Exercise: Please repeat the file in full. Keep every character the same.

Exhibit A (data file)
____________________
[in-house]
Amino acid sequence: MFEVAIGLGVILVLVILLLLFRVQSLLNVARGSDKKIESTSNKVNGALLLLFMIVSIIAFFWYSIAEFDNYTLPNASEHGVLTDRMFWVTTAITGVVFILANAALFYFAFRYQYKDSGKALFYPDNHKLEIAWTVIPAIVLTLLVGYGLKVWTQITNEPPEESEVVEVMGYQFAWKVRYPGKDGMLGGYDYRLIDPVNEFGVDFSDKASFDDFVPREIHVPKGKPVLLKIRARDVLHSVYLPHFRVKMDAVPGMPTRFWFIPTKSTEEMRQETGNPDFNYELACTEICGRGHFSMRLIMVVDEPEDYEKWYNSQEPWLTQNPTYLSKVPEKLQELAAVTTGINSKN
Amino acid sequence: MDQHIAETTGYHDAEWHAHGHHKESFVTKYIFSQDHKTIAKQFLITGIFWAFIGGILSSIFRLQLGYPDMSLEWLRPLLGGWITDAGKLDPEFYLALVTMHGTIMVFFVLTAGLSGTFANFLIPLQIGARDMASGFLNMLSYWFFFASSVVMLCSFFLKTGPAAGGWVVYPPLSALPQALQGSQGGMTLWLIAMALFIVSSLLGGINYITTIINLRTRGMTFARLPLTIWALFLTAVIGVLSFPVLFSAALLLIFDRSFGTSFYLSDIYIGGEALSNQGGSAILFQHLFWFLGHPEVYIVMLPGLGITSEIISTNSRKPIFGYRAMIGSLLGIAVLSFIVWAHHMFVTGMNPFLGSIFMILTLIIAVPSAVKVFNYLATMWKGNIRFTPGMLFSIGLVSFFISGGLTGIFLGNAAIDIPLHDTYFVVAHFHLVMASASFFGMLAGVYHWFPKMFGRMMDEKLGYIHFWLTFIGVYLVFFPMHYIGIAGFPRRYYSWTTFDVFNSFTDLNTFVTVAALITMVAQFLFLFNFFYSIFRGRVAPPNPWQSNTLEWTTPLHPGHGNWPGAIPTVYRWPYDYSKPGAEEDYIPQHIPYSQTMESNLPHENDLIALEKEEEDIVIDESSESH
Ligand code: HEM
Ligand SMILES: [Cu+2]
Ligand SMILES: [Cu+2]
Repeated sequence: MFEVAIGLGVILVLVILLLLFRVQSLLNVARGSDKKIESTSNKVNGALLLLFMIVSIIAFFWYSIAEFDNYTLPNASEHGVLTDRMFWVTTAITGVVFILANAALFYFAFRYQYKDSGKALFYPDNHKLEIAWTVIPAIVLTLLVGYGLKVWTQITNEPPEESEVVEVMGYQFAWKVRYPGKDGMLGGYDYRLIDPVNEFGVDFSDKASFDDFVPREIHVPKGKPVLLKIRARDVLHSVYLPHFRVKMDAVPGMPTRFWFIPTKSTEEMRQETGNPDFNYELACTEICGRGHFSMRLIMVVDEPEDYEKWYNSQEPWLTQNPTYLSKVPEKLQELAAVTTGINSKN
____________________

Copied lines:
[in-house]
Amino acid sequence: MFEVAIGLGVILVLVILLLLFRVQSLLNVARGSDKKIESTSNKVNGALLLLFMIVSIIAFFWYSIAEFDNYTLPNASEHGVLTDRMFWVTTAITGVVFILANAALFYFAFRYQYKDSGKALFYPDNHKLEIAWTVIPAIVLTLLVGYGLKVWTQITNEPPEESEVVEVMGYQFAWKVRYPGKDGMLGGYDYRLIDPVNEFGVDFSDKASFDDFVPREIHVPKGKPVLLKIRARDVLHSVYLPHFRVKMDAVPGMPTRFWFIPTKSTEEMRQETGNPDFNYELACTEICGRGHFSMRLIMVVDEPEDYEKWYNSQEPWLTQNPTYLSKVPEKLQELAAVTTGINSKN
Amino acid sequence: MDQHIAETTGYHDAEWHAHGHHKESFVTKYIFSQDHKTIAKQFLITGIFWAFIGGILSSIFRLQLGYPDMSLEWLRPLLGGWITDAGKLDPEFYLALVTMHGTIMVFFVLTAGLSGTFANFLIPLQIGARDMASGFLNMLSYWFFFASSVVMLCSFFLKTGPAAGGWVVYPPLSALPQALQGSQGGMTLWLIAMALFIVSSLLGGINYITTIINLRTRGMTFARLPLTIWALFLTAVIGVLSFPVLFSAALLLIFDRSFGTSFYLSDIYIGGEALSNQGGSAILFQHLFWFLGHPEVYIVMLPGLGITSEIISTNSRKPIFGYRAMIGSLLGIAVLSFIVWAHHMFVTGMNPFLGSIFMILTLIIAVPSAVKVFNYLATMWKGNIRFTPGMLFSIGLVSFFISGGLTGIFLGNAAIDIPLHDTYFVVAHFHLVMASASFFGMLAGVYHWFPKMFGRMMDEKLGYIHFWLTFIGVYLVFFPMHYIGIAGFPRRYYSWTTFDVFNSFTDLNTFVTVAALITMVAQFLFLFNFFYSIFRGRVAPPNPWQSNTLEWTTPLHPGHGNWPGAIPTVYRWPYDYSKPGAEEDYIPQHIPYSQTMESNLPHENDLIALEKEEEDIVIDESSESH
Ligand code: HEM
Ligand SMILES: [Cu+2]
Ligand SMILES: [Cu+2]
Repeated sequence: MFEVAIGLGVILVLVILLLLFRVQSLLNVARGSDKKIESTSNKVNGALLLLFMIVSIIAFFWYSIAEFDNYTLPNASEHGVLTDRMFWVTTAITGVVFILANAALFYFAFRYQYKDSGKALFYPDNHKLEIAWTVIPAIVLTLLVGYGLKVWTQITNEPPEESEVVEVMGYQFAWKVRYPGKDGMLGGYDYRLIDPVNEFGVDFSDKASFDDFVPREIHVPKGKPVLLKIRARDVLHSVYLPHFRVKMDAVPGMPTRFWFIPTKSTEEMRQETGNPDFNYELACTEICGRGHFSMRLIMVVDEPEDYEKWYNSQEPWLTQNPTYLSKVPEKLQELAAVTTGINSKN